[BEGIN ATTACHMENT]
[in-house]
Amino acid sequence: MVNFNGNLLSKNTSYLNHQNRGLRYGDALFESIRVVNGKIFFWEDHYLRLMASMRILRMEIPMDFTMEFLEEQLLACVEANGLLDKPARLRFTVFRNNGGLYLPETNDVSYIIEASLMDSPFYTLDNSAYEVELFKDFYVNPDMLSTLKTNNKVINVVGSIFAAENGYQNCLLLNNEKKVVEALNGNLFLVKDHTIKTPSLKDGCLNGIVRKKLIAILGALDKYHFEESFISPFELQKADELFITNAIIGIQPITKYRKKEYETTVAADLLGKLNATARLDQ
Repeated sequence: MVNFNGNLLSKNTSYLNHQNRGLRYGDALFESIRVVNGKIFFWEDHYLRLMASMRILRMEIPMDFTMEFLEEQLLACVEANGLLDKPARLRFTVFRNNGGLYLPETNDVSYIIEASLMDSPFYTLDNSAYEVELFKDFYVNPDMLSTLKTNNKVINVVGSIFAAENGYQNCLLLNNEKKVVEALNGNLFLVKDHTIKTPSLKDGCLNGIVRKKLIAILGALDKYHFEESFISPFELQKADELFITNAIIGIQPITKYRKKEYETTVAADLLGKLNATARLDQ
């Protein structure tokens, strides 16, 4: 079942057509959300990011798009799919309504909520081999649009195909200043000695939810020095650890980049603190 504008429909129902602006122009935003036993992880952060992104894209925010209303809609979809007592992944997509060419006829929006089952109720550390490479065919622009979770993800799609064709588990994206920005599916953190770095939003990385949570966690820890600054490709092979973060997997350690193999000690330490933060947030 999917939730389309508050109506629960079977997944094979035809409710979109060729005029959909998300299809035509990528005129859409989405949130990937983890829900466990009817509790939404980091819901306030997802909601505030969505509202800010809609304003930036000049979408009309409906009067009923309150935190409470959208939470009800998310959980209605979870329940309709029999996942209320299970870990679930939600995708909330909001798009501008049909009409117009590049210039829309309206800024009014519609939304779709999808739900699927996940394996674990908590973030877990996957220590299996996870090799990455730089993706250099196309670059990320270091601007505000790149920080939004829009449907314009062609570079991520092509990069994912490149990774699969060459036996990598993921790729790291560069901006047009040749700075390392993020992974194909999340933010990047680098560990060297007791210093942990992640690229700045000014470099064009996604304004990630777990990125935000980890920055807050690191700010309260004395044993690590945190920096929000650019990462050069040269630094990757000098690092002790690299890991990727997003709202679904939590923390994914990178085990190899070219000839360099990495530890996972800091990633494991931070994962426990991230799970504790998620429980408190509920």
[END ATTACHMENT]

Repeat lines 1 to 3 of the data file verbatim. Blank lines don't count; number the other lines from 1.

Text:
[in-house]
Amino acid sequence: MVNFNGNLLSKNTSYLNHQNRGLRYGDALFESIRVVNGKIFFWEDHYLRLMASMRILRMEIPMDFTMEFLEEQLLACVEANGLLDKPARLRFTVFRNNGGLYLPETNDVSYIIEASLMDSPFYTLDNSAYEVELFKDFYVNPDMLSTLKTNNKVINVVGSIFAAENGYQNCLLLNNEKKVVEALNGNLFLVKDHTIKTPSLKDGCLNGIVRKKLIAILGALDKYHFEESFISPFELQKADELFITNAIIGIQPITKYRKKEYETTVAADLLGKLNATARLDQ
Repeated sequence: MVNFNGNLLSKNTSYLNHQNRGLRYGDALFESIRVVNGKIFFWEDHYLRLMASMRILRMEIPMDFTMEFLEEQLLACVEANGLLDKPARLRFTVFRNNGGLYLPETNDVSYIIEASLMDSPFYTLDNSAYEVELFKDFYVNPDMLSTLKTNNKVINVVGSIFAAENGYQNCLLLNNEKKVVEALNGNLFLVKDHTIKTPSLKDGCLNGIVRKKLIAILGALDKYHFEESFISPFELQKADELFITNAIIGIQPITKYRKKEYETTVAADLLGKLNATARLDQ